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October 4, 2012 11:38:00 PM

What you can try is to strip the components to the bare minimum needed and see if you can get it to post. No hard drives, or any drives, one stick of ram and just the GPU and CPU. If it POSTs start adding components until it fails.
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October 5, 2012 12:59:32 AM

egilbe said:
What you can try is to strip the components to the bare minimum needed and see if you can get it to post. No hard drives, or any drives, one stick of ram and just the GPU and CPU. If it POSTs start adding components until it fails.


I'm about to try that suggestion. Up to this point, I actually have some concern it might be the PSU that failed. I don't know quite how that could happen from this event (it's a good quality unit too- less than a year old Seasonic M12II 520w) but the powering up/down seems to be problematic regardless of what else I am trying to do or what is hooked up....
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Best solution

a b B Homebuilt system
October 5, 2012 1:11:04 AM

i would check that the new cpu fan not on to tight and is bending the mb. also check the back plate. on some unit that are metal there a foam rubber pad that has to go first to keep the back plate from shorting out.
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October 9, 2012 4:08:28 PM

Okay, so I've got a real odd conclusion drawn out so far.

I pulled the mATX mobo for my Athlon X3 system out of the case and left everything else in place, installed the motherboard including memory and CPU, and tried to boot up with no hard drive connected. No problem. If I had just switched the drives into place, things would have been lovely.

Then, I made a bad choice.

I put the mATX board into the case for the board I was just having issues with. Tried to power it up... no display. Tinkered a bit with resetting bios, ect- nothing. Moved it BACK into the original case... now nothing THERE where it had just been fine.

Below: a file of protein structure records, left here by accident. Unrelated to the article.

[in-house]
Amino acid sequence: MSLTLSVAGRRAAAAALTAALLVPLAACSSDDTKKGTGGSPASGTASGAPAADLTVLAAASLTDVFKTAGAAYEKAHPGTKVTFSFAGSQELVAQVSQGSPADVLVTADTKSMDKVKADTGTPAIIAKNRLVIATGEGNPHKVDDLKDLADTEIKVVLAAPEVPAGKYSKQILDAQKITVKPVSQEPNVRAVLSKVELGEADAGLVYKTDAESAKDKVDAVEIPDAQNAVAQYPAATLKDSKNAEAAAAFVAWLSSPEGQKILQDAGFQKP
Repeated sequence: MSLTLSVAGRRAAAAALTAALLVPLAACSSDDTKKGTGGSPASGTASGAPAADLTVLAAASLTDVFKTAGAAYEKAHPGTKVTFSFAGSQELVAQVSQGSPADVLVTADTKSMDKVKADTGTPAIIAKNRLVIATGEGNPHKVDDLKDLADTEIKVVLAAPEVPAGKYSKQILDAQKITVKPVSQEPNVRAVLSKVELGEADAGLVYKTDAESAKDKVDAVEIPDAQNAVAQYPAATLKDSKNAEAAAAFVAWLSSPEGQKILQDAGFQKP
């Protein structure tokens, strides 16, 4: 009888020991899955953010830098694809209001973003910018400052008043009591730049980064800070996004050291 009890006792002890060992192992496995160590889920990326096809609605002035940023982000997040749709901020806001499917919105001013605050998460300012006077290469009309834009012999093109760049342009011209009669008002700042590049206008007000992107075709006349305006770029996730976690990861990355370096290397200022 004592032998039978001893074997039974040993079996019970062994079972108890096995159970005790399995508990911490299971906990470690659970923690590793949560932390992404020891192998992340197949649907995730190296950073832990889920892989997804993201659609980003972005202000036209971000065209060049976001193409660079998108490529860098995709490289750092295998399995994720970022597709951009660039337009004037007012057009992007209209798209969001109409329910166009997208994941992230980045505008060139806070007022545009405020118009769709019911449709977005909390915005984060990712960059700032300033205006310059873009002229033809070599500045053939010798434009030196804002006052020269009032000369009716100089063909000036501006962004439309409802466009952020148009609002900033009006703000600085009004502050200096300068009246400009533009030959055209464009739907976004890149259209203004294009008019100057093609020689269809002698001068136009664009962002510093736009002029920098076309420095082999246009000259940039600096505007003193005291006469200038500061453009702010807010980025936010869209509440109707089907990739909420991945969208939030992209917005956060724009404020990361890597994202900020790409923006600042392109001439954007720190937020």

Is it possible that during the time I had my CPU heatsink incorrectly installed, I shorted out the PSU? And if so, could I have killed the second motherboard by connecting it? I tried pulling the suspect PSU out of the case and could jumper it to get the fan moving, but I don't have any idea how I go about testing it from here....

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October 9, 2012 5:39:58 PM

ocmusicjunkie said:
Okay, so I've got a real odd conclusion drawn out so far.

I pulled the mATX mobo for my Athlon X3 system out of the case and left everything else in place, installed the motherboard including memory and CPU, and tried to boot up with no hard drive connected. No problem. If I had just switched the drives into place, things would have been lovely.

Then, I made a bad choice.

I put the mATX board into the case for the board I was just having issues with. Tried to power it up... no display. Tinkered a bit with resetting bios, ect- nothing. Moved it BACK into the original case... now nothing THERE where it had just been fine.

Is it possible that during the time I had my CPU heatsink incorrectly installed, I shorted out the PSU? And if so, could I have killed the second motherboard by connecting it? I tried pulling the suspect PSU out of the case and could jumper it to get the fan moving, but I don't have any idea how I go about testing it from here....


Highly unlikely. Have you ruled out the PSU? It's more likely that the PSU is bad and is frying components, than the other way around. Or, that the PSU is just plain bad and everything will work if you get a good one.
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a b B Homebuilt system
October 10, 2012 10:09:25 AM

google green wiring a power supply. you need a paper clip and use one fan to see that it working. on the new case check to see if the mb tray is flat some have bumps and the bumps can be to tall and cause the mb to short out.
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October 29, 2012 3:23:28 PM

Best answer selected by ocmusicjunkie.